Learn more about some of Charleston's historic taverns on this segment of I Love the Lowcountry.
The historic site of the former Shepheard's Tavern is included on Charleston Raconteurs' Architectural and Cultural History Overview Tour, as well as Lost Charleston.
Charleston has long been known for its hospitality. Yet it's also been known throughout history as a city whose citizens enjoy a good time. There were no Puritans here! Well, except for Josiah Quincy, who was just passing through anyway.
Thus, not only has Charleston been characterized by its beautiful houses and churches, it's also been home to a number of noteworthy taverns that have played important roles in the city's history.
Taverns were the hub of colonial social and civic activity. The term "tavern" referred to a public establishment that served multiple purposes, not only for eating and drinking, but also for lodging, conducting business, holding public meetings, staging shows and entertainments, and even serving as post offices. Before a former bank building was designated as City Hall in 1811, all of Charleston's civic meetings and courts were held in local taverns. Thus, in showing up late of an evening, a man could explain to his wife that he hadn't really been out drinking all evening; he'd been out doing his civic duty!
Taverns also played an important role in the city's philanthropic life, and Charlestown was a philanthropic town. Here gentlemen of various ethnicities and persuasions met regularly, forming benevolent societies (link to come) to raise funds as they drank in support of newcomers to the colony as well as fellow countrymen who had fallen on hard times.
According to Robert Rosen in A Short History of Charleston, the Holy City boasted more than 100 taverns during the colonial era, among them Dillon's, Swallows, Gordon's, Sign of the Bacchus, City Tavern, Henry Gignilliat's, and the Georgia Coffee House. Below are some quick sketches highlighting a few of Charleston's more noteworthy taverns.
Shepheard's Tavern was established by Charles Shepheard c. 1720 on the corner of Broad and Church streets. The tavern's "long room" served as the city's first courtroom. The first theatrical season in America was staged here, as was the nation's first opera, both in 1735. That building burned the Great Fire of 1740 (link to come), but Shepheard immediately rebuilt at the same location using salvaged materials and was accordingly appointed postmaster in 1743. Solomon's Lodge No. 1 of Freemasons met here in 1754, and the tavern was the birthplace of the Scottish Rite Freemasonry in America, 1801. But perhaps one of the most historically significant activites to take place here was that Shepheard's served as the meeting place where Christopher Gadsden sparked the flames of the America Revolution among his rebel group that became known as the Sons of Liberty. After nearly two centuries as Charleston's favorite drinking hole, though operating under various names over that time, the tavern was torn down in 1924 to make way for a bank, which is what is located there today.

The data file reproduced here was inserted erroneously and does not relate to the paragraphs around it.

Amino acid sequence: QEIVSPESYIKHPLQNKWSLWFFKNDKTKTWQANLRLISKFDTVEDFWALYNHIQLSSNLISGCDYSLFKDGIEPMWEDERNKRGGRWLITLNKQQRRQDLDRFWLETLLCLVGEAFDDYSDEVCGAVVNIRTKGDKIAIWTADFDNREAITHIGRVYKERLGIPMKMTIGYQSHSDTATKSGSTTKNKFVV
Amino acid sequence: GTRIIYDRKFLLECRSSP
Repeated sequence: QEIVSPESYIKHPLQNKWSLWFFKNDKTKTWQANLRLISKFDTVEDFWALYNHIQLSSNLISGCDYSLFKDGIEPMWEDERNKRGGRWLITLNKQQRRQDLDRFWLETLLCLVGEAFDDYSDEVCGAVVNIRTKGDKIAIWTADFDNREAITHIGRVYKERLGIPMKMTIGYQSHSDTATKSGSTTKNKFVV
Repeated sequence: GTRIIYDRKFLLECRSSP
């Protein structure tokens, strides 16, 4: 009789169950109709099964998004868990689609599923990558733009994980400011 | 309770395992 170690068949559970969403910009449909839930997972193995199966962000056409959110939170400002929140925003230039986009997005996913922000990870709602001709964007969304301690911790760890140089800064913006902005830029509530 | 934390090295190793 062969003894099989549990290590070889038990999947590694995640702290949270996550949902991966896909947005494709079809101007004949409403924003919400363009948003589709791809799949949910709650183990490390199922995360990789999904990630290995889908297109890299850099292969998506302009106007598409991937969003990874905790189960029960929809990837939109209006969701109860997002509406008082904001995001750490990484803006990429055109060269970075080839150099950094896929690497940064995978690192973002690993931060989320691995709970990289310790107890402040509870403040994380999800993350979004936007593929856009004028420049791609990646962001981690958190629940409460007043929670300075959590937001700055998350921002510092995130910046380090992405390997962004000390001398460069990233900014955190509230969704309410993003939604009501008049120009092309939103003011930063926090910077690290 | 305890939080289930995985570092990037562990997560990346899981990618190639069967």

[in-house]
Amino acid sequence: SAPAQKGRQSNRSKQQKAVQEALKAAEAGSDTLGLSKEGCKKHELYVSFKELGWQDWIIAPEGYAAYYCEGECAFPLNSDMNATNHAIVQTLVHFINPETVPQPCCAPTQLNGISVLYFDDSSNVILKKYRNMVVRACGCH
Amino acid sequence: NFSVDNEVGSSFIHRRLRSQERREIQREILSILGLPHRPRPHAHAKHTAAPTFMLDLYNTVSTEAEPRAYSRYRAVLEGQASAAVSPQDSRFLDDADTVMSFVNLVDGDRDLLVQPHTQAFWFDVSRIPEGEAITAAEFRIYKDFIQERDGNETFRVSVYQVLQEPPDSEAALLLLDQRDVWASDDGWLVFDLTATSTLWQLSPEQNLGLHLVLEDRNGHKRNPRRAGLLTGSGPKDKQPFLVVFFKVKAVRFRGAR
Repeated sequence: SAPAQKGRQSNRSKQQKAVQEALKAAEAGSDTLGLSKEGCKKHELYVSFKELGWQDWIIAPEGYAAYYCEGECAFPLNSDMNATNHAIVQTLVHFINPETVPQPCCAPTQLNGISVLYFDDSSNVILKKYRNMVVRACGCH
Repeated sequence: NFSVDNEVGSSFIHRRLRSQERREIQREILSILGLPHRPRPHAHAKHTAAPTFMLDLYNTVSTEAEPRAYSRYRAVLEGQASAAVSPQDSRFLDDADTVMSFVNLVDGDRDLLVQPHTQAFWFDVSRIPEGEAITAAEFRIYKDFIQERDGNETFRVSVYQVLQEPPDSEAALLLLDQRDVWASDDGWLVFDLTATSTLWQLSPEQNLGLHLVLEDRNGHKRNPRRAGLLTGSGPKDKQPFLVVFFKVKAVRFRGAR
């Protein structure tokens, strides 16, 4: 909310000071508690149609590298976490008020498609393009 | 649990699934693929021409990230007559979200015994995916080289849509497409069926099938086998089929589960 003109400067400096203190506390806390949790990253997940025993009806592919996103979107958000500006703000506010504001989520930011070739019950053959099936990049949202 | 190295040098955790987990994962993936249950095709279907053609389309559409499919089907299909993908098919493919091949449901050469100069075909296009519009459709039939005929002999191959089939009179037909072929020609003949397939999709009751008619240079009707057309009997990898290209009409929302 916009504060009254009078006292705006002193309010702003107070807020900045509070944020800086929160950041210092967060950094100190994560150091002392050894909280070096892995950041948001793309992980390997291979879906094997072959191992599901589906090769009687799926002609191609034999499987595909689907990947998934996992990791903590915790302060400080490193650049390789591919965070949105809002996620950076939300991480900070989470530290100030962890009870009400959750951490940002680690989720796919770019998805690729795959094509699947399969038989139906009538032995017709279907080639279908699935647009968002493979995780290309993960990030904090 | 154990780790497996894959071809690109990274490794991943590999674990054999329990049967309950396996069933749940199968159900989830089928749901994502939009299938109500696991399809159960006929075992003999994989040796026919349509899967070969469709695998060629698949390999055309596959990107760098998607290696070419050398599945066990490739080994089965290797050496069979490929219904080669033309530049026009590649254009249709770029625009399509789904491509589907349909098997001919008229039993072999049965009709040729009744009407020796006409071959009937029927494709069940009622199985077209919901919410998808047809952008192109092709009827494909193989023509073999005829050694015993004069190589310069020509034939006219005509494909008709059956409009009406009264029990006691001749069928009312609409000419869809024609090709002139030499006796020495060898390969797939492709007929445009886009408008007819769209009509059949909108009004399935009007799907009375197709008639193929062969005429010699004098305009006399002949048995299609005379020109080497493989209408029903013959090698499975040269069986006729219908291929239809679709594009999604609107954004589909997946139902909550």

McCrady's Tavern is the only historic Charleston tavern that still exists as a dining establishment and is listed on the National Register of Historic Places. Edward McCrady built this tavern with a separate kitchen to reduce the threat of fire c. 1779, offering meals, drinks and lodging. By 1788, McCrady had completed its "long room," which was used for banquets and theatrical performances. McCrady, a devout Patriot, was captured by the British and sent to prison in St. Augustine, Fla., along with other leading Charleston Patriots. After the war, he returned to his home and business, which became the hub of social activity in Charleston in the years following the Revolution. Small wonder then that when President George Washington visited Charleston in 1791, McCrady's was the site of a magnificent 30-course banquet held in his honor by the Society of the Cinncinati - very appropriate given Edward McCrady's return to his old business a la old Cinncinatus himself, the consummate citizen-soldier. After McCrady's death in 1801, the property continued to be operated as a tavern until 1884, when it was used as a warehouse. In 1913 it became a print shop. The buiding suffered from neglect and poverty, finally being restored as a restaurant and tavern in the early 1980s and again in 2006. Today McCrady's is nationally renowned as one of the finer dining - and drinking - spots in Charleston. This historic site is the real deal!
The Pink House, 17 Chalmers St., served as a popular local tavern in the 1750s. It has variously been used as a brothel and lawyer's office, rounding out the more unsavory aspects of its history. In more recent times, the building, made of Bermuda stone with a tile roof, has been used as a residence, art gallery and office space.
American Patriot and tavern owner John Readhimer, who departed this life in May 1826 at the ripe old age of 72, was not only known as a brave soldier, but as a gentleman, devout Christian, honest businessman, and true friend. He is buried in the St. James Goose Creek Chapel of Ease, not far from where he operated his tavern.